The rug of Gabbeh is set against a blue background with varying shades; it appears like water with the horse and riders to the right side on the rug.  It seemed that every time the color blue was brought up in the film there was some kind of change happening; first was the wedding of the Uncle, then Gabbeh’s own elopement happens only when the Uncle persuades her father to take a nap, hence traveling to the dream world on the carpet.  Gabbeh herself wears blue throughout the film, both as a young woman and as an old woman.  Perhaps this also represents the hopes and dreams she has for a future with her mate.

Another striking feature that helps the rug tell its story is that the horse and riders are the only things on the rug; they are alone and isolated.  This hints at the outcome of their love; as they must elope to escape her father’s grip, they become permanently isolated from society and their families.  We do not know where Gabbeh’s mate comes from; he appears as a solitary rider chasing after Gabbeh, but we see her tribe throughout the film.  It is this tribe that they are eventually isolated from, and this seals their fate; with family one cannot have children, as it takes a whole village to raise a child.  As an old man Gabbeh’s mate resents her for not giving him any children, but she could not have prevented this.  If she had stayed with her tribe she would have never been allowed to marry him.  So, their fate was either together childless, or not together at all.

Gabbeh’s mate would call to her from a distance with a wolf-call; as an old man he still howls his love for her, but it is different.  As a young man his cry is that of a mating call, but as an old man it is the sad wailing of a man who’s love is not fulfilled.  He questions Gabbeh’s love for him, as they see their lives were very difficult after they came together; it was not the way they thought things would turn out.  In a way this is poetic justice for Gabbeh’s father; he did not want her to leave with her lover, but she did anyway, and their lives became isolated from then on.  Gabbeh got what she thought she wanted, but in the end it did not bring her fruit.

In a similar fashion dance can tell a story.  A dancer weaves different arabesque and geometric patterns on the floor just a weaver weaves the yarn on a loom.  Both canvases have a story to tell; the rug is a product of its environment, both physical and psychological, and the dance is a product of the dancer’s imagination and heart.  One cannot separate ones psychic and interior experiences from ones art; they are intertwined, just as the yarn is intertwined to form a rug.  What does the story attempt to tell?  I believe that these stories show up how to raise our consciousness and link up with Allah; they help us to attain the “big picture”, so that we may learn from our experiences.  There are many paths to the top of the mountain; no one path is any better than the other, because ultimately they have the same end.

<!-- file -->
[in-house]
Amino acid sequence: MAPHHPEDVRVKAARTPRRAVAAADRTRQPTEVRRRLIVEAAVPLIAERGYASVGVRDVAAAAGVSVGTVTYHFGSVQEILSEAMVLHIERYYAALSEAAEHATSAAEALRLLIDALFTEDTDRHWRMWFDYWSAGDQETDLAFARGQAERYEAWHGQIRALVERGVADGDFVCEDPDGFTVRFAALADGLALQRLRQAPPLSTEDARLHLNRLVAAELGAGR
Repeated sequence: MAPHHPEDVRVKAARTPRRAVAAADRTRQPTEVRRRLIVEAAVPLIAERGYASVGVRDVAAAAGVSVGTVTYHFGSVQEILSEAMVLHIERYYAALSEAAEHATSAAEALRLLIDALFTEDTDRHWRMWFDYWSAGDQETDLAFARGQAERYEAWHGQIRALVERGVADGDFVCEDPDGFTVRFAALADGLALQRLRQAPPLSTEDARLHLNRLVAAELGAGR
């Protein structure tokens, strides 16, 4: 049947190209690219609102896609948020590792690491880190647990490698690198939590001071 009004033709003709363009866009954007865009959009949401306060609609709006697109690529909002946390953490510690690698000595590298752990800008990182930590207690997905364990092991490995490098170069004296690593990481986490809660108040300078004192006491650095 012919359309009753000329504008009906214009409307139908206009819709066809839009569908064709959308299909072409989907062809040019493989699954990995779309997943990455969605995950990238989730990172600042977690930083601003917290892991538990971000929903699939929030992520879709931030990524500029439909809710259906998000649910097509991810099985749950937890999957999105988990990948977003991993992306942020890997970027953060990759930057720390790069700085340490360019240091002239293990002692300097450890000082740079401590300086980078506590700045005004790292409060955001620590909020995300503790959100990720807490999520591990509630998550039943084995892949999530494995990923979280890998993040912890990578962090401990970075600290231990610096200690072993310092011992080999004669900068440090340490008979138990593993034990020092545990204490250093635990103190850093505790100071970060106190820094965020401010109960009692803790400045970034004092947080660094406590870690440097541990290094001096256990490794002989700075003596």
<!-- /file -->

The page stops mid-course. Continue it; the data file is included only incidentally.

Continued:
Taking a look at all three films has helped me to recognize the place of dance in Arabic society.  Even though it has questionable moral significance for the Orthodox Muslims, it has a firm footing in the history of Arabic peoples, much older than Islam.  Being an entertainer in general for a female can mean destruction for her reputation and future, but if one is clever, such as Umm Kulthum was, one could maneuver a place in society for oneself.  Learning an art form can give a woman the tools with which she will need for survival in real life.  Also, storytelling through art is a way in which women teach their children how to behave; whether it is through an actual story, a rug, a song, or a dance, women can pave the paths to freedom for their children by showing them different alternatives to the top.

Being an entertainer means being a transformer; you can change others mind and hearts through art, and you can change your status in life with this type of career, also, whether it be for better or for worse.  I would go even further with this definition and apply the term “shaman” to entertainers; as with Umm Kulthum, people see their own stories through her art, and they are brought closer together with a fuller understanding of their lives.  The function of a shaman is to bring change, whether it be social or personal.  This change can be threatening to the establishment; therefore many people who bring transformation are seen as dangerous.  Perhaps this is a part of why entertainers are thought to have questionable morals, as well; in an attempt to undermine the entertainer’s power, authority figures must control the “masses” through controlling the forces that inspire them to revolution.  Art can be a great inspirer for change, and the people that bring it to the society at large must act as rebels, defying tradition and authority.  Telling stories through metaphors can be a secret language that artists use to motivate changes in the collective unconscious of a people, and hence influence history in a subtle but dramatic fashion.  While entertainers do not hold the elite positions in society in the Arab world, they certainly do get respect from a historical point of view for their bravery to make a change in society and in the individual.